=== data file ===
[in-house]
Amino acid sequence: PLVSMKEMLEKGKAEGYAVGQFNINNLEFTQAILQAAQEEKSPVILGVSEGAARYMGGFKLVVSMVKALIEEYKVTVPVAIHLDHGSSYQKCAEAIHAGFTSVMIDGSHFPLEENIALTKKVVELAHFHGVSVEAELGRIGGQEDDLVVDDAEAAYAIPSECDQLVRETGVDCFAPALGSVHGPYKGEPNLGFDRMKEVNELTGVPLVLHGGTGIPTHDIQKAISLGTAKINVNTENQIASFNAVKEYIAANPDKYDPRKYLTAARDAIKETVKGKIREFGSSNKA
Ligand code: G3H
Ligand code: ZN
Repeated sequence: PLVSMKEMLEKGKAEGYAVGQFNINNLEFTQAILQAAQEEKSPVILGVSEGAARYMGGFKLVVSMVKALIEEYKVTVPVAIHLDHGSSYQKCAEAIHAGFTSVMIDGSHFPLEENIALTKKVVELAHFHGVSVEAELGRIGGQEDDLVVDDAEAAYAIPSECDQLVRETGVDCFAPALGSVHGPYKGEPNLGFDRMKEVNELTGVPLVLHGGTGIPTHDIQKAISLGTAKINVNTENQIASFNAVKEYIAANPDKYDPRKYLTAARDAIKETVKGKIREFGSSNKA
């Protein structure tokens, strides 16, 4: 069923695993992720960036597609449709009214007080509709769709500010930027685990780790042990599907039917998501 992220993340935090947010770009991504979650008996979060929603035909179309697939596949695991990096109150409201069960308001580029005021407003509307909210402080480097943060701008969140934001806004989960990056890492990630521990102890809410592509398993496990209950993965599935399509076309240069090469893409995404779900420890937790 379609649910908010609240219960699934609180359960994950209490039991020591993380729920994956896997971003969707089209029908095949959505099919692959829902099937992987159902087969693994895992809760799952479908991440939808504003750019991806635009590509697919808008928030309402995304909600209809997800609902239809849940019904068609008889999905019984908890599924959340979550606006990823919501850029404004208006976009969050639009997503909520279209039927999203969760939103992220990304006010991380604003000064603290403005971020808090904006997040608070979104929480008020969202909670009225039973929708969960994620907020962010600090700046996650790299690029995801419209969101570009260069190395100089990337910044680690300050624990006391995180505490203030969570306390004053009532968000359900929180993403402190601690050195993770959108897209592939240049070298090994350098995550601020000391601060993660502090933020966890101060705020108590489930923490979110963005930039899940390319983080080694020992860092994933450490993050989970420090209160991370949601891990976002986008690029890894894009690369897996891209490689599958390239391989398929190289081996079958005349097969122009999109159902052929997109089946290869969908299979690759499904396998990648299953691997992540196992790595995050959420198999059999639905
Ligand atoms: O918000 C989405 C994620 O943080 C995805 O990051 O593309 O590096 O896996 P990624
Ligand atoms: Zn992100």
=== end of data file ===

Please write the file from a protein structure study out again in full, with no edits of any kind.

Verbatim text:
[in-house]
Amino acid sequence: PLVSMKEMLEKGKAEGYAVGQFNINNLEFTQAILQAAQEEKSPVILGVSEGAARYMGGFKLVVSMVKALIEEYKVTVPVAIHLDHGSSYQKCAEAIHAGFTSVMIDGSHFPLEENIALTKKVVELAHFHGVSVEAELGRIGGQEDDLVVDDAEAAYAIPSECDQLVRETGVDCFAPALGSVHGPYKGEPNLGFDRMKEVNELTGVPLVLHGGTGIPTHDIQKAISLGTAKINVNTENQIASFNAVKEYIAANPDKYDPRKYLTAARDAIKETVKGKIREFGSSNKA
Ligand code: G3H
Ligand code: ZN
Repeated sequence: PLVSMKEMLEKGKAEGYAVGQFNINNLEFTQAILQAAQEEKSPVILGVSEGAARYMGGFKLVVSMVKALIEEYKVTVPVAIHLDHGSSYQKCAEAIHAGFTSVMIDGSHFPLEENIALTKKVVELAHFHGVSVEAELGRIGGQEDDLVVDDAEAAYAIPSECDQLVRETGVDCFAPALGSVHGPYKGEPNLGFDRMKEVNELTGVPLVLHGGTGIPTHDIQKAISLGTAKINVNTENQIASFNAVKEYIAANPDKYDPRKYLTAARDAIKETVKGKIREFGSSNKA
């Protein structure tokens, strides 16, 4: 069923695993992720960036597609449709009214007080509709769709500010930027685990780790042990599907039917998501 992220993340935090947010770009991504979650008996979060929603035909179309697939596949695991990096109150409201069960308001580029005021407003509307909210402080480097943060701008969140934001806004989960990056890492990630521990102890809410592509398993496990209950993965599935399509076309240069090469893409995404779900420890937790 379609649910908010609240219960699934609180359960994950209490039991020591993380729920994956896997971003969707089209029908095949959505099919692959829902099937992987159902087969693994895992809760799952479908991440939808504003750019991806635009590509697919808008928030309402995304909600209809997800609902239809849940019904068609008889999905019984908890599924959340979550606006990823919501850029404004208006976009969050639009997503909520279209039927999203969760939103992220990304006010991380604003000064603290403005971020808090904006997040608070979104929480008020969202909670009225039973929708969960994620907020962010600090700046996650790299690029995801419209969101570009260069190395100089990337910044680690300050624990006391995180505490203030969570306390004053009532968000359900929180993403402190601690050195993770959108897209592939240049070298090994350098995550601020000391601060993660502090933020966890101060705020108590489930923490979110963005930039899940390319983080080694020992860092994933450490993050989970420090209160991370949601891990976002986008690029890894894009690369897996891209490689599958390239391989398929190289081996079958005349097969122009999109159902052929997109089946290869969908299979690759499904396998990648299953691997992540196992790595995050959420198999059999639905
Ligand atoms: O918000 C989405 C994620 O943080 C995805 O990051 O593309 O590096 O896996 P990624
Ligand atoms: Zn992100």